Yaskawa Offers Motion Products for Programming

Oct. 4, 2007
Sigma V Servo Drives and MotionWorks IEC Provide an Environment for Easily Coding All Functionality of Modern Automated Machinery

Many programming languages exist today. Few, however, really excel at providing an environment for easily coding all the functionality of modern automated machinery.

To combat this situation, Yaskawa Electric America says its latest motion product offerings should be well-received. MotionWorks IEC software is fully compatible with the global programming standards specified by IEC 61131-3 and PLCopen. The MP2300Siec controller features EtherNet/IP, Modbus TCP/IP, and Mechatrolink network connectivity for up to 16 axes of motion control of tuneless Sigma V drives and servo motors.

SEE ALSO: IEC 61131 Discussion: Standard or Guideline?

MotionWorks IEC encourages the programmer to take advantage of the best of several programming languages including function block, ladder diagram, and structured text, all within one development package. Yaskawa senior application engineer Kevin Hull believes the IEC 61131-3 programming standard delivers a competitive advantage to machine builders. "Ladder Logic is perfect for representing digital sensory data, structured text is great for complex mathematical operations, and function blocks are very-well-suited for motion control," says Hull. "The languages seamlessly and predictably communicate with one another. Variables and outputs from a program structure can be referenced by other programs, providing the ultimate automation development environment."

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MotionWorks IEC software also incorporates PLCopen function blocks for motion control. "These standard, reusable code libraries store previously written logic that will reduce development time significantly and improve code quality," says Hull. "End users will appreciate the familiar behavior and functionality common among many IEC 61131-3 platforms." Additionally, an integrated web server makes maintenance and troubleshooting easier because no software is required.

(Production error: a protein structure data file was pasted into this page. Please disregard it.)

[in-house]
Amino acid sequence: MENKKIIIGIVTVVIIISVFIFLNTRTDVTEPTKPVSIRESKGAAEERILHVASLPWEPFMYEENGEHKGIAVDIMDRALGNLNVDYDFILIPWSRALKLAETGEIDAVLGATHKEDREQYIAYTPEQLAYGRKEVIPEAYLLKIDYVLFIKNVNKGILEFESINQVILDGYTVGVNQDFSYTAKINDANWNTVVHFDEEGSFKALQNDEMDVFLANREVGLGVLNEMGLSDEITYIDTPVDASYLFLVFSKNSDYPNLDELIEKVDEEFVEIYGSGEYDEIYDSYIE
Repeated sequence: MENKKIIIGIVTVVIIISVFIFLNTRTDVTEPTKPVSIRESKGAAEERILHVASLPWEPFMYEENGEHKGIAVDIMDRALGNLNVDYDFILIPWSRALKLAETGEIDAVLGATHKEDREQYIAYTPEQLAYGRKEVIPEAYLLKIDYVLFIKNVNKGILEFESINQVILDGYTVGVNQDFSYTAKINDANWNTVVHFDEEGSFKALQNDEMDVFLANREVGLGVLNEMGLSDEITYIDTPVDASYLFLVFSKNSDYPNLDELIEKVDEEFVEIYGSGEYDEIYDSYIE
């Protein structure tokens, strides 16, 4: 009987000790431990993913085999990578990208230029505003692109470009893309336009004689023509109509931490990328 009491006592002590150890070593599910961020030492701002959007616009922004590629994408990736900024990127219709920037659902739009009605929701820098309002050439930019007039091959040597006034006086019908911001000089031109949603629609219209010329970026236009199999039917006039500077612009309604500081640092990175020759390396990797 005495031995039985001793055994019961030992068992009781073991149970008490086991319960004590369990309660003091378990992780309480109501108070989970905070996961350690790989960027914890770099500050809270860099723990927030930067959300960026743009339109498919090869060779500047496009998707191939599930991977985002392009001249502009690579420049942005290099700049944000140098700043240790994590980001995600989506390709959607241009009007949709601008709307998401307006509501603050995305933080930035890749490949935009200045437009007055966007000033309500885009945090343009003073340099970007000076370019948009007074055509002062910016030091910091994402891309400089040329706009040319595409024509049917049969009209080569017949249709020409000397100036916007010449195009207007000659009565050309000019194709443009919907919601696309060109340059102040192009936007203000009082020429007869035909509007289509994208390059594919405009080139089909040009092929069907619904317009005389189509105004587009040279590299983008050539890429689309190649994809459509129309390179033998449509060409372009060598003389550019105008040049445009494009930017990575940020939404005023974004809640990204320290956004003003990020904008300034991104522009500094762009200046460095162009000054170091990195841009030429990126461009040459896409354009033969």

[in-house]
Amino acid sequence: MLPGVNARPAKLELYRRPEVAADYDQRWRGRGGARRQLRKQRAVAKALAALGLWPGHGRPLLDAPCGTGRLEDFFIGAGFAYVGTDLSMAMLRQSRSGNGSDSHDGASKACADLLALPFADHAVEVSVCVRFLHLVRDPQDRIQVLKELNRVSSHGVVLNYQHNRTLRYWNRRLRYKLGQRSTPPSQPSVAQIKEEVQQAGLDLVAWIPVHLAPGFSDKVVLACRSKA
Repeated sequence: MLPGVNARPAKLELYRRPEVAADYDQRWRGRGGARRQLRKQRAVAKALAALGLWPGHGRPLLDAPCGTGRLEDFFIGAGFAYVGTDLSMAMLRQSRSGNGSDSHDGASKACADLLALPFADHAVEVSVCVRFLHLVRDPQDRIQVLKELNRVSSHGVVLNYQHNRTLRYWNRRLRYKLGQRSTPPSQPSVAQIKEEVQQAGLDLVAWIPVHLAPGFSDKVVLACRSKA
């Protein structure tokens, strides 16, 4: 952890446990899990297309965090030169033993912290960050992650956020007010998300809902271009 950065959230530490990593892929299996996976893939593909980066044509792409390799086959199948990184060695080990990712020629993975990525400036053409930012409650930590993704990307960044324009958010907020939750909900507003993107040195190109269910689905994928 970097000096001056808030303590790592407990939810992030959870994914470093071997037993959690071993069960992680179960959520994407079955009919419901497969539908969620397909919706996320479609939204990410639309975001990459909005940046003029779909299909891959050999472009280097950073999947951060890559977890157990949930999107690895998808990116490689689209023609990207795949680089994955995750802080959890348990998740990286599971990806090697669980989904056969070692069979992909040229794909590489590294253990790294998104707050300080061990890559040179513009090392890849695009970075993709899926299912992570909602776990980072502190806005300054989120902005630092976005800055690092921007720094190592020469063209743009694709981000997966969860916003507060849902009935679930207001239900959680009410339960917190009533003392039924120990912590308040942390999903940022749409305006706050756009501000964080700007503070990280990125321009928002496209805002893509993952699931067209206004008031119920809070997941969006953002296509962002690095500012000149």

"In the past, software was a barrier to implementing the highest performance and most complex technology," continues Hull. "Technically advanced hardware required specialized, complex software and development time. But now that we offer tuneless, Sigma V servo drives and MotionWorks IEC software, more companies will adopt the highest technology we offer and design it into a wider spectrum of machines in a shorter time."

Sigma V drives require far less setup time and tweaking of parameters than previous generation technology to attain high-level performance, says Hull. "When code development is created with MotionWorks IEC, the solution benefits are increased even further. The whole system becomes that much easier to develop, commission, and support."

As a result, says Hull, engineers will get closer to perfecting their products than ever before, and they're using the technology for new applications, which, in the past, might not have been feasible due to the development time and costs, as well as the learning curve.

Governed by internationally standardized functions, the MP2300Siec is the system's machine controller and has, says Hull, a potent motion engine at its core and is compatible with the most popular network protocols. The 2.5-in.-wide controller has an Ethernet connection with EtherNet/IP scanner/adapter functionality in addition to Modbus TCP/IP master/slave. "The controller implements Mechatrolink high-speed digital network for tightly integrated motion and I/O even for complex motion such as camming or gearing functions," adds Hull.

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